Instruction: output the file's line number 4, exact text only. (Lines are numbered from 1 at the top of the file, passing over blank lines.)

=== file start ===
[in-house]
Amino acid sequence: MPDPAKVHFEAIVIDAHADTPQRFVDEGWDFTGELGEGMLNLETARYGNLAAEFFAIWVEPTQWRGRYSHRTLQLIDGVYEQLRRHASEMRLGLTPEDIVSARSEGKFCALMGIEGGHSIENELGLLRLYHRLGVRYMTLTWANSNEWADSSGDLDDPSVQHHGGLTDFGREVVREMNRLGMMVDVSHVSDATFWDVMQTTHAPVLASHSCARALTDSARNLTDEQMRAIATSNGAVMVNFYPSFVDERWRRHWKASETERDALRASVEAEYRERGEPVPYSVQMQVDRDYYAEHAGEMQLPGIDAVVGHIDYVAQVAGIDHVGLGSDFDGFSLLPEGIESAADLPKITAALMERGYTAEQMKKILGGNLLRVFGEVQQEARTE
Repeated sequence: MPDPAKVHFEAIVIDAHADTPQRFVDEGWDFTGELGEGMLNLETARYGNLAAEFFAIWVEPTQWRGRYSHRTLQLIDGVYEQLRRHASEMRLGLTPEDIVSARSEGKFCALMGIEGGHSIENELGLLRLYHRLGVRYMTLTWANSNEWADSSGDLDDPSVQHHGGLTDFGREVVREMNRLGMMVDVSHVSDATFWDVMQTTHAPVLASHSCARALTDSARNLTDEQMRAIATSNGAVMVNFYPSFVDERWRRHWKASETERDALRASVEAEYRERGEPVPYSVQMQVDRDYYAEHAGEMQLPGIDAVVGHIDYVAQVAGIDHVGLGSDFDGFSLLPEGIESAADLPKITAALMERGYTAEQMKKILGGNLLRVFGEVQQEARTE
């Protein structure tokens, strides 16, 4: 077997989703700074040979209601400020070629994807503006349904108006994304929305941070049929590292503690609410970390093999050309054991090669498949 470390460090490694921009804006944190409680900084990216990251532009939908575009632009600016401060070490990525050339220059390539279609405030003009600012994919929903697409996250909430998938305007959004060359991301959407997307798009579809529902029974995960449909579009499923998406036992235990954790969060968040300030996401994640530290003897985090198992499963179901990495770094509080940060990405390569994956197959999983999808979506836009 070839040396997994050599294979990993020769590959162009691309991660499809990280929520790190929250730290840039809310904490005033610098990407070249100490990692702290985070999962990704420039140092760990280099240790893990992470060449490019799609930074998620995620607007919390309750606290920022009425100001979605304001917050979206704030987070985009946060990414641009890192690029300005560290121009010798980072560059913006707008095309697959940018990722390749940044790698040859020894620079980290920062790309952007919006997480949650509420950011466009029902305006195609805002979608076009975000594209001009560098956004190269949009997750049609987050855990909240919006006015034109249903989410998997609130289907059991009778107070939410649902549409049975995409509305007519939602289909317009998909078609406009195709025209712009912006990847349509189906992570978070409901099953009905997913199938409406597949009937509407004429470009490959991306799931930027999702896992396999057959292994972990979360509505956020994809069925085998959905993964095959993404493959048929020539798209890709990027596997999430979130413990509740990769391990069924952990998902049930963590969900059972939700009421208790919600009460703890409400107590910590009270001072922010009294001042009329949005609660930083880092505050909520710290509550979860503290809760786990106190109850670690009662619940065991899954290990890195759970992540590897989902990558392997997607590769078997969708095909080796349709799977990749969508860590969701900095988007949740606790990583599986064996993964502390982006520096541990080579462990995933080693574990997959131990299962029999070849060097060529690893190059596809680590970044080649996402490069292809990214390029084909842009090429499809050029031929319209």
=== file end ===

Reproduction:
């Protein structure tokens, strides 16, 4: 077997989703700074040979209601400020070629994807503006349904108006994304929305941070049929590292503690609410970390093999050309054991090669498949 470390460090490694921009804006944190409680900084990216990251532009939908575009632009600016401060070490990525050339220059390539279609405030003009600012994919929903697409996250909430998938305007959004060359991301959407997307798009579809529902029974995960449909579009499923998406036992235990954790969060968040300030996401994640530290003897985090198992499963179901990495770094509080940060990405390569994956197959999983999808979506836009 070839040396997994050599294979990993020769590959162009691309991660499809990280929520790190929250730290840039809310904490005033610098990407070249100490990692702290985070999962990704420039140092760990280099240790893990992470060449490019799609930074998620995620607007919390309750606290920022009425100001979605304001917050979206704030987070985009946060990414641009890192690029300005560290121009010798980072560059913006707008095309697959940018990722390749940044790698040859020894620079980290920062790309952007919006997480949650509420950011466009029902305006195609805002979608076009975000594209001009560098956004190269949009997750049609987050855990909240919006006015034109249903989410998997609130289907059991009778107070939410649902549409049975995409509305007519939602289909317009998909078609406009195709025209712009912006990847349509189906992570978070409901099953009905997913199938409406597949009937509407004429470009490959991306799931930027999702896992396999057959292994972990979360509505956020994809069925085998959905993964095959993404493959048929020539798209890709990027596997999430979130413990509740990769391990069924952990998902049930963590969900059972939700009421208790919600009460703890409400107590910590009270001072922010009294001042009329949005609660930083880092505050909520710290509550979860503290809760786990106190109850670690009662619940065991899954290990890195759970992540590897989902990558392997997607590769078997969708095909080796349709799977990749969508860590969701900095988007949740606790990583599986064996993964502390982006520096541990080579462990995933080693574990997959131990299962029999070849060097060529690893190059596809680590970044080649996402490069292809990214390029084909842009090429499809050029031929319209």